Types of Moral imperative

  • Moral Philosophy: The Categorical Imperative, By Immanuel Kant

    In his Groundwork, German philosopher Immanuel Kant seeks to ground the metaphysics of morals in concepts of pure reason. Central to his work is “the categorical imperative,” that is, the formal procedure by which all rational beings may evaluate the moral worth of an action on the basis of its universalizability. In this essay, I will examine Kant’s ethic, specifically the categorical imperative, and assess the problems that arise within it. The fundamental basis of Kant’s moral philosophy appears to exist in opposition to those of other moral theories, namely consequentialism and teleologicalism. For Kant, the moral worth of an action lies in the intention of its actor, rather than its consequences or ability to produce happiness. He states that: “There is nothing it is possible to think of anywhere in the world, or indeed anything at all outside it, that can be held to be good without limitation, excepting only a good will” (page 9). In other words, the good will is the only thing that can be good without exception, therefore, it is “the highest good” (page 12). Kant expands our understanding of the good will in analyzing the concept of duty. He explains that moral actions must be performed “from duty,” as actions done from duty are driven by the good will alone. Duty, as such, “is the necessity of an action from respect for the [moral] law” (page 16). According to Kant, this moral law is a law of pure reason, inherent to all rational beings. Having provided the basis…

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  • Analysis Of Immanuel Kant's Moral Theory

    Immanuel Kant’s Moral Theory is widely studied in philosophy and the field of ethics. In his theory, Kant expresses the ways to determine the morality of an action: examining the intentions behind the action in question is most important instead of merely considering the consequences. Moral actions, he explains, must have the intention of being consistent with duty for the sake of duty and doing the right thing; they cannot be motivated by any inclinations. Actions inconsistent with duty would…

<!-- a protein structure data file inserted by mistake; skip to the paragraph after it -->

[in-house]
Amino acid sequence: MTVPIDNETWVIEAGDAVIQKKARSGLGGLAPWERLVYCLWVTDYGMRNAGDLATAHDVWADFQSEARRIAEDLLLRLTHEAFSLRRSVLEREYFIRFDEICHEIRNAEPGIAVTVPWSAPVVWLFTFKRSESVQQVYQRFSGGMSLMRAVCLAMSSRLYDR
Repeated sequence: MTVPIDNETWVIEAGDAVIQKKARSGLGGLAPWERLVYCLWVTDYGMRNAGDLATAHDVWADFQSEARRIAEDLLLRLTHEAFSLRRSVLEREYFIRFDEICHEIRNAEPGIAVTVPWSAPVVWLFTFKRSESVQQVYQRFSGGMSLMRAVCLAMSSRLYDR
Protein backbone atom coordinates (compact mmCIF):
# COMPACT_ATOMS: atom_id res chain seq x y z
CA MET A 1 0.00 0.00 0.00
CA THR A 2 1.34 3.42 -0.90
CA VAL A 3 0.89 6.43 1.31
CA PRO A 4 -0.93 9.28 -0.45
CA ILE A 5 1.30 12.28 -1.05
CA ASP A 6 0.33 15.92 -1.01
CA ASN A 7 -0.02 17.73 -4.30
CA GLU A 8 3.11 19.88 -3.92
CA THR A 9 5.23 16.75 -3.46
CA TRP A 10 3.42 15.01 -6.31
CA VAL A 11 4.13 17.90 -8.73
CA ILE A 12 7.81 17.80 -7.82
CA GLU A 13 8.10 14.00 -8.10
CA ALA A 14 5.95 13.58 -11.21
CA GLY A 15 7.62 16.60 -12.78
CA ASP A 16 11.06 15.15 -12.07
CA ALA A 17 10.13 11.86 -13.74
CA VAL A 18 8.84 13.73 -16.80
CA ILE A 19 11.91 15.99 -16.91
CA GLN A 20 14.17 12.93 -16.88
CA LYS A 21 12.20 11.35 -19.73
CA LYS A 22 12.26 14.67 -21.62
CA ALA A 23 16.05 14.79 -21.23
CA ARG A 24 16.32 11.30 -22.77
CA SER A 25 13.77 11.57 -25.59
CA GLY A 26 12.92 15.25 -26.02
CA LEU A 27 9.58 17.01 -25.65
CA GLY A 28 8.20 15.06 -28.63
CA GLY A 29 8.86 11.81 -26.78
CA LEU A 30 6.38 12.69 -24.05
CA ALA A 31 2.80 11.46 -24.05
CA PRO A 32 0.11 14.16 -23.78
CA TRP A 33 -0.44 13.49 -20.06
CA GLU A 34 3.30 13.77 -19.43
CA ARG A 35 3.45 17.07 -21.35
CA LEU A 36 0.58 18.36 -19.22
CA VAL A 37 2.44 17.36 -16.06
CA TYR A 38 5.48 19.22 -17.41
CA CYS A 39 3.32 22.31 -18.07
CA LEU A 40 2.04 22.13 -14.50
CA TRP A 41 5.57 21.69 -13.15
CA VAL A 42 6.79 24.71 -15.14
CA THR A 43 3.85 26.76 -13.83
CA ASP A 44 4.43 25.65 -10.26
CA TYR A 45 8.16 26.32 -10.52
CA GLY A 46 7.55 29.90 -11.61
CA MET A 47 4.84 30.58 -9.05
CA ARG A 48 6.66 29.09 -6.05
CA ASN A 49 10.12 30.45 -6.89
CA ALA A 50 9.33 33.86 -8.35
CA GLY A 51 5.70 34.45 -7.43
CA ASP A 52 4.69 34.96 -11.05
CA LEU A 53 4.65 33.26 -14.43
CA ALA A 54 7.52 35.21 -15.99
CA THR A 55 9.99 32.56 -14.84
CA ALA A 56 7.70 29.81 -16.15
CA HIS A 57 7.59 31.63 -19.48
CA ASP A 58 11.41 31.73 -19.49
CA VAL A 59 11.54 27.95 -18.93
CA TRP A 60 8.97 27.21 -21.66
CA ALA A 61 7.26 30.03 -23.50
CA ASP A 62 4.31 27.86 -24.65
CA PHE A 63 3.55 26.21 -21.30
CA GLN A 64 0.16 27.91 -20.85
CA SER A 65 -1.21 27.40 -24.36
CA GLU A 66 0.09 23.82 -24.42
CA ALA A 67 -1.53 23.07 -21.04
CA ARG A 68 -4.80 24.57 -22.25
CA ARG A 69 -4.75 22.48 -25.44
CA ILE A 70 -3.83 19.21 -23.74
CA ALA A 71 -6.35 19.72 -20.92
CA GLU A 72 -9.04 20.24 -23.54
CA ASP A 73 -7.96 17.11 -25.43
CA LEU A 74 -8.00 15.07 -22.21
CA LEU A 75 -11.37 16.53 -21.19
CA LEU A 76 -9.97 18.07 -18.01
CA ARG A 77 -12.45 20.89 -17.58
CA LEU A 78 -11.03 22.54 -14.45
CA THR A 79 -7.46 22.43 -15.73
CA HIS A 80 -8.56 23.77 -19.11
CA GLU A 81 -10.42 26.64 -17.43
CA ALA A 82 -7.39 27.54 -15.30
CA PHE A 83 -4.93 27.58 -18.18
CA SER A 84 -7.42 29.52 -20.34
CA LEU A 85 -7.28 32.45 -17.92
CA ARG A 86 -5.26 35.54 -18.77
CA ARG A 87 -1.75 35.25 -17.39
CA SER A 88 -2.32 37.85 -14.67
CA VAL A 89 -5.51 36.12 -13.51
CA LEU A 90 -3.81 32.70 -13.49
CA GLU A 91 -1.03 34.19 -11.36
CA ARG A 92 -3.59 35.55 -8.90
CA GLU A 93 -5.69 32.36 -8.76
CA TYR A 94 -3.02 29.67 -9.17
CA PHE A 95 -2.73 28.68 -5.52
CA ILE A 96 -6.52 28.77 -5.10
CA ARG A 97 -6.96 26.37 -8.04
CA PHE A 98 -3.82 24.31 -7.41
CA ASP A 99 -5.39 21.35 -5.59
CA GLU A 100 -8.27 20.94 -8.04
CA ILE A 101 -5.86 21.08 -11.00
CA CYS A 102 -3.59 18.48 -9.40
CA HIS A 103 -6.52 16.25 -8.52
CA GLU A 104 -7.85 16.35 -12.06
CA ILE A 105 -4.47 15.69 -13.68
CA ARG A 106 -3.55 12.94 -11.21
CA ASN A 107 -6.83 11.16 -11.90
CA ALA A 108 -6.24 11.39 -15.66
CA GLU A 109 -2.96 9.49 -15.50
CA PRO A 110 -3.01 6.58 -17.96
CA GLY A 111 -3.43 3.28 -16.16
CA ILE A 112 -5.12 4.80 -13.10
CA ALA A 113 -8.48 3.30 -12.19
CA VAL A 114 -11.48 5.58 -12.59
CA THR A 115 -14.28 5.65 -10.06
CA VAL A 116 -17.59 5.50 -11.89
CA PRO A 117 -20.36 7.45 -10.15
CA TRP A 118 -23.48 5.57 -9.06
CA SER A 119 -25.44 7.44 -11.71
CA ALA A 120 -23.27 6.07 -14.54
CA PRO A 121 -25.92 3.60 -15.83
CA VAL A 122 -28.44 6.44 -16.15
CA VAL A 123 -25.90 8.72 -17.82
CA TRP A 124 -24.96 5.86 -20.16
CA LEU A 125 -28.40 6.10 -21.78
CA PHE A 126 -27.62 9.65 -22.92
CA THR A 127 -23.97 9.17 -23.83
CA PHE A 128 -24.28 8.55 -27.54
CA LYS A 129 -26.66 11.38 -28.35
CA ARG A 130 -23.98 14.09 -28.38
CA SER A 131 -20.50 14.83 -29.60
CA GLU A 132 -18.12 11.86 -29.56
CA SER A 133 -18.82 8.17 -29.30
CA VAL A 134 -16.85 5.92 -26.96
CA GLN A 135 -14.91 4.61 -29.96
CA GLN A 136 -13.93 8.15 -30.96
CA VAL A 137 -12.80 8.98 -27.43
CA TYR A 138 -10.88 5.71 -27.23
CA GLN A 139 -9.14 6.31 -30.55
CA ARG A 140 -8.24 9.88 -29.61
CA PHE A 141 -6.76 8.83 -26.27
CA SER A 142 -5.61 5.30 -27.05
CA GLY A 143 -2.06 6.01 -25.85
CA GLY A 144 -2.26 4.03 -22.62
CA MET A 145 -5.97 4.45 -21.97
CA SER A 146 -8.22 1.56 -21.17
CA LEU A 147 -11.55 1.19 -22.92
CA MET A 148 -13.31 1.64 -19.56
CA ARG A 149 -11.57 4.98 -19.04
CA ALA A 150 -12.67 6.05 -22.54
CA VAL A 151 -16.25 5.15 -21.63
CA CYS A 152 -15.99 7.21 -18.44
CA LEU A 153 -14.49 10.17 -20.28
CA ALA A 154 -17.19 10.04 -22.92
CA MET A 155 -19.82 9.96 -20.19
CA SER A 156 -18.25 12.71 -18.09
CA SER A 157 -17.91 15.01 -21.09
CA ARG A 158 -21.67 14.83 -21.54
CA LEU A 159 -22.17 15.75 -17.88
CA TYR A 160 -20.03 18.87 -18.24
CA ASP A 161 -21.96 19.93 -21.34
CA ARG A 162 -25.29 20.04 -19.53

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  • Virtue Happiness And Virtue Analysis

    There are subsets of actions and qualities that allow for use to live a good life in a Kantian view. These actions and qualities are defined by philosopher Immanuel Kant and solidified with the creation of what we know as the Categorical Imperative, which is the guiding principle for all our actions. This imperative is based on the premise of whether or not we would like your view/action or maxim to be blown up and imposed on a global scale. With this imperative, Kant provides a foundation for…

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  • Moral Theory Of Immanuel Kant

    Immanuel Kant is a well know German philosopher who is considered to be the central figure to modern philosophy. In 1785, one of his famous works, Grounding for the Metaphysics of Morals, was first published. This text is split up into three section, and within the second section is Kant’s well known moral theory. This theory states that everything in nature works according to laws and in order for a law to be a moral law, it must be a universal law. These laws apply to all rational beings,…

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  • Summary: Immanuel Kant's Categorical Imperative